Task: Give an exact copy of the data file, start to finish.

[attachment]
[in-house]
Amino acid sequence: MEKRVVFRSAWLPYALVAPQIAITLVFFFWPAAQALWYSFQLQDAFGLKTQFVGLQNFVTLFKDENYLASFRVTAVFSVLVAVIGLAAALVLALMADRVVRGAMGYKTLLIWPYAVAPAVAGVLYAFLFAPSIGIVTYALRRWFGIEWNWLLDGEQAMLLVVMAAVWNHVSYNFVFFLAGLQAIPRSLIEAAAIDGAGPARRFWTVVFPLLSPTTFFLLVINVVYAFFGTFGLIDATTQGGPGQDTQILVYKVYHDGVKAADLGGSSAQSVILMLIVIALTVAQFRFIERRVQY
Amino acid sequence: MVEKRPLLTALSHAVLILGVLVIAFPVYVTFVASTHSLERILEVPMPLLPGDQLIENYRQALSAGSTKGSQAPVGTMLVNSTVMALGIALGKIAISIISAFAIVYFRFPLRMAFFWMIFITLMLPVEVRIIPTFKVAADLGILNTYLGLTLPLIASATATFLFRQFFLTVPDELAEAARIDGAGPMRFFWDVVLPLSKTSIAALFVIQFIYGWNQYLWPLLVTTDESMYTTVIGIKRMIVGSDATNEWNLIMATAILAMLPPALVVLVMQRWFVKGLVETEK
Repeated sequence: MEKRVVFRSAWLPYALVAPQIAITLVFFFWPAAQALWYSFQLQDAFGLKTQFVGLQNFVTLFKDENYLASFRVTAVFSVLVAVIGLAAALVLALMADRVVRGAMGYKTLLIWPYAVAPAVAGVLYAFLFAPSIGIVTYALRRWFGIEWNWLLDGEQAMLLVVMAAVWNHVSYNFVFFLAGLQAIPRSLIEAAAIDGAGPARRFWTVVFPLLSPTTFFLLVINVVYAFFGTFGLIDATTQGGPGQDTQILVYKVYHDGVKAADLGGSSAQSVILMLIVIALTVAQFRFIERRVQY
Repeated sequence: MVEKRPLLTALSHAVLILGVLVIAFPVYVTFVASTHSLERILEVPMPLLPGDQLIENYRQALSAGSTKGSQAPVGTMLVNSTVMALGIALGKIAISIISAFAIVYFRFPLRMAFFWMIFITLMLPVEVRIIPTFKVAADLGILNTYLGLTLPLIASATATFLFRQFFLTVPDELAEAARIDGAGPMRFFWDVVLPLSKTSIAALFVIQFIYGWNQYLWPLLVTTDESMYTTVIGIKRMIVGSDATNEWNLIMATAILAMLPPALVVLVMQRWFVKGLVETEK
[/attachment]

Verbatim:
[in-house]
Amino acid sequence: MEKRVVFRSAWLPYALVAPQIAITLVFFFWPAAQALWYSFQLQDAFGLKTQFVGLQNFVTLFKDENYLASFRVTAVFSVLVAVIGLAAALVLALMADRVVRGAMGYKTLLIWPYAVAPAVAGVLYAFLFAPSIGIVTYALRRWFGIEWNWLLDGEQAMLLVVMAAVWNHVSYNFVFFLAGLQAIPRSLIEAAAIDGAGPARRFWTVVFPLLSPTTFFLLVINVVYAFFGTFGLIDATTQGGPGQDTQILVYKVYHDGVKAADLGGSSAQSVILMLIVIALTVAQFRFIERRVQY
Amino acid sequence: MVEKRPLLTALSHAVLILGVLVIAFPVYVTFVASTHSLERILEVPMPLLPGDQLIENYRQALSAGSTKGSQAPVGTMLVNSTVMALGIALGKIAISIISAFAIVYFRFPLRMAFFWMIFITLMLPVEVRIIPTFKVAADLGILNTYLGLTLPLIASATATFLFRQFFLTVPDELAEAARIDGAGPMRFFWDVVLPLSKTSIAALFVIQFIYGWNQYLWPLLVTTDESMYTTVIGIKRMIVGSDATNEWNLIMATAILAMLPPALVVLVMQRWFVKGLVETEK
Repeated sequence: MEKRVVFRSAWLPYALVAPQIAITLVFFFWPAAQALWYSFQLQDAFGLKTQFVGLQNFVTLFKDENYLASFRVTAVFSVLVAVIGLAAALVLALMADRVVRGAMGYKTLLIWPYAVAPAVAGVLYAFLFAPSIGIVTYALRRWFGIEWNWLLDGEQAMLLVVMAAVWNHVSYNFVFFLAGLQAIPRSLIEAAAIDGAGPARRFWTVVFPLLSPTTFFLLVINVVYAFFGTFGLIDATTQGGPGQDTQILVYKVYHDGVKAADLGGSSAQSVILMLIVIALTVAQFRFIERRVQY
Repeated sequence: MVEKRPLLTALSHAVLILGVLVIAFPVYVTFVASTHSLERILEVPMPLLPGDQLIENYRQALSAGSTKGSQAPVGTMLVNSTVMALGIALGKIAISIISAFAIVYFRFPLRMAFFWMIFITLMLPVEVRIIPTFKVAADLGILNTYLGLTLPLIASATATFLFRQFFLTVPDELAEAARIDGAGPMRFFWDVVLPLSKTSIAALFVIQFIYGWNQYLWPLLVTTDESMYTTVIGIKRMIVGSDATNEWNLIMATAILAMLPPALVVLVMQRWFVKGLVETEK